We could have used the flip-up Marbles sight on the antiqued rifle but again, since it presented a very similar sight picture to the XS sights, we felt this would have been redundant. And, the flip-up Marbles sight we acquired from Brownells was specifically installed for shooting at longer ranges and was zeroed accordingly.
The results were interesting. Walker and Ellis canceled each other out with one shooting slightly faster with the factory sights and faster with the XS sights. Their accuracy results were exactly opposite. I swayed the results in favor of the XS Sights as being faster; possibly because of my familiarity with them. However, averaging the times of shooter one and two showed the XS Sights 10 percent faster than the standard factory sights. It was concluded that with regards to accuracy, both sights offered the same level of precision. But the XS sights were without question faster.
Interestingly, I ran the same 2-deer drill with my Remington R15 in .30 Remington AR and my New Ultra Light Arms Model 20 in .243 Winchester. My times were no better with these more modern rifles. However, the optics on both of these rifles did reduce my group sizes slightly.
We needed to determine what load we felt would be the most suitable for deer. Though with proper bullet placement there’s no doubt all those tested work, we ruled out the low velocity loads to circumvent drastic point of impact changes between the muzzle and 100 yards. The personal-protection-type loads from Winchester — the PDX 1 and Silver Tip — were passed on for the same reason. We ruled out the Buffalo Bore LBT LFN 325-gr. load too. This hard-cast lead bullet would no doubt shoot through a hippopotamus end to end, but it was unpleasant to shoot; it hit you like heartache. According to my Sierra Infinity ballistics program this load generated five times more recoil than standard pressure loads.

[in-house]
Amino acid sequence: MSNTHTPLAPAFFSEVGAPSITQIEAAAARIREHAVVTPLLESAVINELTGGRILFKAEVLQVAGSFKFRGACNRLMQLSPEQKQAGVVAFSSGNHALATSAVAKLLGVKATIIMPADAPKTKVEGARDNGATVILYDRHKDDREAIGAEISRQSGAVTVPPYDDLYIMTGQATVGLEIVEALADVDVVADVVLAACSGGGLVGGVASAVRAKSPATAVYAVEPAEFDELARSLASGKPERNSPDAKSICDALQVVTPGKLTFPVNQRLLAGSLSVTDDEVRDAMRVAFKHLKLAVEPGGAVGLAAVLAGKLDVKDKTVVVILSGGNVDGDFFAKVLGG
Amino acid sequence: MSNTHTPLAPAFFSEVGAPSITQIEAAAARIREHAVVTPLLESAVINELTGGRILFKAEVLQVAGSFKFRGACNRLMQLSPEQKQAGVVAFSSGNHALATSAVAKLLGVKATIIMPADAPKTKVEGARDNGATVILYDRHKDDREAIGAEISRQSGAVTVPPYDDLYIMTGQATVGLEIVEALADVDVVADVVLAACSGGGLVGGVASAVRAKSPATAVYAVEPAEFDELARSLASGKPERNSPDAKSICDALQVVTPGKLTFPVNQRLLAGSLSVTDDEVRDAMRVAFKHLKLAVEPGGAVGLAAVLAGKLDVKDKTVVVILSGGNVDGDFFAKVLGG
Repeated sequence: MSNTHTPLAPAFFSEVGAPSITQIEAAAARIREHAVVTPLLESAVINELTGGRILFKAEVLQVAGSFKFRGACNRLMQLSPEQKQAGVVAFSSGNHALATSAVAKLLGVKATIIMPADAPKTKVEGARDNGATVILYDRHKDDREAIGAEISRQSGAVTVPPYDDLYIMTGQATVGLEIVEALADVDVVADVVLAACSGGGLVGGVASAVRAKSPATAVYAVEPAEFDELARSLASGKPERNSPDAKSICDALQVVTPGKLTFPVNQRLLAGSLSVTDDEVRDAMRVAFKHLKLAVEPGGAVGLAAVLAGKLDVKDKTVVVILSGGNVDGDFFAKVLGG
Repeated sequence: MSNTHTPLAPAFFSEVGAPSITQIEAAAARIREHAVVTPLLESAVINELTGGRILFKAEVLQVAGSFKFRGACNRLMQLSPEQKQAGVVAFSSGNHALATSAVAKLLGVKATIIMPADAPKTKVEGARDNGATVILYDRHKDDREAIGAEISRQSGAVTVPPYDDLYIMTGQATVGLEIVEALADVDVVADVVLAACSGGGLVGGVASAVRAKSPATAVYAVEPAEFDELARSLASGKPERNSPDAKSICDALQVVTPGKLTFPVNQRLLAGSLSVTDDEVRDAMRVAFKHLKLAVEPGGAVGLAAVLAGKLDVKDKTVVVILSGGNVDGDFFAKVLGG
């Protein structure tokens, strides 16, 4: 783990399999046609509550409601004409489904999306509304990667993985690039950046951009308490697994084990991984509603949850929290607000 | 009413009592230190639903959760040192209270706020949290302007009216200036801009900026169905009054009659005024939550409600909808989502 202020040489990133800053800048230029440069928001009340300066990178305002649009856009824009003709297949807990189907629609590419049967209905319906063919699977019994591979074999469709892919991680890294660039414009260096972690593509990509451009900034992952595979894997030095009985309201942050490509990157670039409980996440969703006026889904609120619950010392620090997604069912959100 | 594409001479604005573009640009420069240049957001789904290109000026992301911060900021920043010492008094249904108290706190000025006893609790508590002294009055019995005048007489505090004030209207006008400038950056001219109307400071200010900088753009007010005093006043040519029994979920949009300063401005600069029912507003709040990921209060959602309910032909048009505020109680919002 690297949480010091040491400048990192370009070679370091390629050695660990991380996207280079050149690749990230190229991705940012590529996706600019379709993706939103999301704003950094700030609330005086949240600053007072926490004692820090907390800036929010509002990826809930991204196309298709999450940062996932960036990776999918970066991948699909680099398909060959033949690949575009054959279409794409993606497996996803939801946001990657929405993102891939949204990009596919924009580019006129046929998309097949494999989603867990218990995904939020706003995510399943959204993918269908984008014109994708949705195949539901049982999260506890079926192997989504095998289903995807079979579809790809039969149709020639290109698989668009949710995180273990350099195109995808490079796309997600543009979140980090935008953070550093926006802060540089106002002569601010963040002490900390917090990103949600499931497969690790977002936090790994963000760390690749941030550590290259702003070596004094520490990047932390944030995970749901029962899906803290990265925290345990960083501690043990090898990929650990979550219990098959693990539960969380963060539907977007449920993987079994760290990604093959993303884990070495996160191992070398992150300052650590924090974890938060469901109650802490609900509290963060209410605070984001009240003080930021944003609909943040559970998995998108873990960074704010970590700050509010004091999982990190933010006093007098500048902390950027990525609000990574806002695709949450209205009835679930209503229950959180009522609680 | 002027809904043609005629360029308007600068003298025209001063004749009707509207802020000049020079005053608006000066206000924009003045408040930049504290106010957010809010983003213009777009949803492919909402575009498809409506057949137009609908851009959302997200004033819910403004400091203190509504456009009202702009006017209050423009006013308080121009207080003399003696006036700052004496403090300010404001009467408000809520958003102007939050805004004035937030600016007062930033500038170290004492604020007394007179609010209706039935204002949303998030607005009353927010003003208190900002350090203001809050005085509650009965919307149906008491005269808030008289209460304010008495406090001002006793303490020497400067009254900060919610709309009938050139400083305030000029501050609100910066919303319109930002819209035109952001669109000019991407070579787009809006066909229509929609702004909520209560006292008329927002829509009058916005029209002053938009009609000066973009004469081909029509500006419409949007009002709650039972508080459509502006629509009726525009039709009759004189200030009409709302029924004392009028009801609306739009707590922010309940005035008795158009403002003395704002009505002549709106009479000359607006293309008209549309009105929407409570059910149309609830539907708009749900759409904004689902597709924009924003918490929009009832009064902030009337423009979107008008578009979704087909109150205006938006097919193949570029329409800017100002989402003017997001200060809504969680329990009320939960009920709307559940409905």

That left the Gold Dot from DoubleTap at 1,400 fps, a DoubleTap 255-gr. Keith SWC load at about 1,550 fps and the DoubleTap 225-gr. Barnes XPB at an even faster 1,700 fps. The final remaining load was from Buffalo Bore: a 260-gr. JHP bullet at a sizzling 1,850 fps. The Buffalo Bore bullet shot well in the antiqued Marlin and the almost as fast DoubleTap X bullet load shot accurately from the other rifle. These were the two loads we settled on.
Terminal bullet testing in some left over Bullet Test Tube media confirmed our notion these bullets were big-game capable. The 225-gr. Barnes X bullet penetrated 11.5″, expanded to .71″ and retained all its weight. The 260-gr. JHP load from Buffalo Bore drove to 13.75″, expanded to .67″ and had a recovered weight of 210 grains. Tests were conducted at 30 yards and represent about 60 percent of the penetration depth you can expect in 10-percent ordnance gelatin. This is more penetration and expansion than you will see from any .30-30 Winchester factory load and on par with some .308 Winchester loads.
Compared to finding a deer during the West Virginia season, the previous tests were easy. Despite our best efforts, we failed to even get a shot. Regardless, I’m sure we had more than enough gun. None the less, I wouldn’t and didn’t feel the least bit handicapped woods hunting with the open-sighted Marlin, except during times of low light at early morning and dusk.